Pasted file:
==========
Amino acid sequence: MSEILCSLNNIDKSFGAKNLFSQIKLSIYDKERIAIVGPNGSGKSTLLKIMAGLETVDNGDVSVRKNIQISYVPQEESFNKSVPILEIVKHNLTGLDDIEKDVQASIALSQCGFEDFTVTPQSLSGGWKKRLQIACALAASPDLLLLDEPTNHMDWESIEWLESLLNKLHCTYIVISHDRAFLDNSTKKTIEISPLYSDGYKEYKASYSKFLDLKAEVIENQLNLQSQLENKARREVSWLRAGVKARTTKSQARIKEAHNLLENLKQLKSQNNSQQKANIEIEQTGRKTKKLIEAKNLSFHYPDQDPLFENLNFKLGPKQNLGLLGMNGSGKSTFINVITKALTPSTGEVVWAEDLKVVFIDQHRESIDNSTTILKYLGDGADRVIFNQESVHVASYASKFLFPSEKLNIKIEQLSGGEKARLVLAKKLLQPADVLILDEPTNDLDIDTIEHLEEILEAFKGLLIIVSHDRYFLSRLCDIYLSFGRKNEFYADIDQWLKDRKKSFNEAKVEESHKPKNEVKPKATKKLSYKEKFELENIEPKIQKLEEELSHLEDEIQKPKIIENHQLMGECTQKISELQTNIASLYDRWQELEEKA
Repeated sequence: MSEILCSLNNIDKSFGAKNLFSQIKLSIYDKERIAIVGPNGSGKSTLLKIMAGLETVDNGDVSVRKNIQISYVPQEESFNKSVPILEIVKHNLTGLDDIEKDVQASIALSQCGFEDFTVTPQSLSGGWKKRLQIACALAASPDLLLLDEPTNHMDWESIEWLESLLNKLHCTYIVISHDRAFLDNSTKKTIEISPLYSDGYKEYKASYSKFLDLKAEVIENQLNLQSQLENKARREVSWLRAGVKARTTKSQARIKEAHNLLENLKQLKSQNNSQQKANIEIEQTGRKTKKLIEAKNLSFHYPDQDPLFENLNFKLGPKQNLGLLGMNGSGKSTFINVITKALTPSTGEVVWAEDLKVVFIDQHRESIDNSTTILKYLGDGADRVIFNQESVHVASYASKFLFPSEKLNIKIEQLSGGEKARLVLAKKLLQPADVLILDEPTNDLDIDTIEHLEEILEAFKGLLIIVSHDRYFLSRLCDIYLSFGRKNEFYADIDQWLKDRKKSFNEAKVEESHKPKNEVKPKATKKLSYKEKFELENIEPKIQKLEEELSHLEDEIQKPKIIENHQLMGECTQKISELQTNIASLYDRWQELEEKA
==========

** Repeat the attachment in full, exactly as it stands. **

Amino acid sequence: MSEILCSLNNIDKSFGAKNLFSQIKLSIYDKERIAIVGPNGSGKSTLLKIMAGLETVDNGDVSVRKNIQISYVPQEESFNKSVPILEIVKHNLTGLDDIEKDVQASIALSQCGFEDFTVTPQSLSGGWKKRLQIACALAASPDLLLLDEPTNHMDWESIEWLESLLNKLHCTYIVISHDRAFLDNSTKKTIEISPLYSDGYKEYKASYSKFLDLKAEVIENQLNLQSQLENKARREVSWLRAGVKARTTKSQARIKEAHNLLENLKQLKSQNNSQQKANIEIEQTGRKTKKLIEAKNLSFHYPDQDPLFENLNFKLGPKQNLGLLGMNGSGKSTFINVITKALTPSTGEVVWAEDLKVVFIDQHRESIDNSTTILKYLGDGADRVIFNQESVHVASYASKFLFPSEKLNIKIEQLSGGEKARLVLAKKLLQPADVLILDEPTNDLDIDTIEHLEEILEAFKGLLIIVSHDRYFLSRLCDIYLSFGRKNEFYADIDQWLKDRKKSFNEAKVEESHKPKNEVKPKATKKLSYKEKFELENIEPKIQKLEEELSHLEDEIQKPKIIENHQLMGECTQKISELQTNIASLYDRWQELEEKA
Repeated sequence: MSEILCSLNNIDKSFGAKNLFSQIKLSIYDKERIAIVGPNGSGKSTLLKIMAGLETVDNGDVSVRKNIQISYVPQEESFNKSVPILEIVKHNLTGLDDIEKDVQASIALSQCGFEDFTVTPQSLSGGWKKRLQIACALAASPDLLLLDEPTNHMDWESIEWLESLLNKLHCTYIVISHDRAFLDNSTKKTIEISPLYSDGYKEYKASYSKFLDLKAEVIENQLNLQSQLENKARREVSWLRAGVKARTTKSQARIKEAHNLLENLKQLKSQNNSQQKANIEIEQTGRKTKKLIEAKNLSFHYPDQDPLFENLNFKLGPKQNLGLLGMNGSGKSTFINVITKALTPSTGEVVWAEDLKVVFIDQHRESIDNSTTILKYLGDGADRVIFNQESVHVASYASKFLFPSEKLNIKIEQLSGGEKARLVLAKKLLQPADVLILDEPTNDLDIDTIEHLEEILEAFKGLLIIVSHDRYFLSRLCDIYLSFGRKNEFYADIDQWLKDRKKSFNEAKVEESHKPKNEVKPKATKKLSYKEKFELENIEPKIQKLEEELSHLEDEIQKPKIIENHQLMGECTQKISELQTNIASLYDRWQELEEKA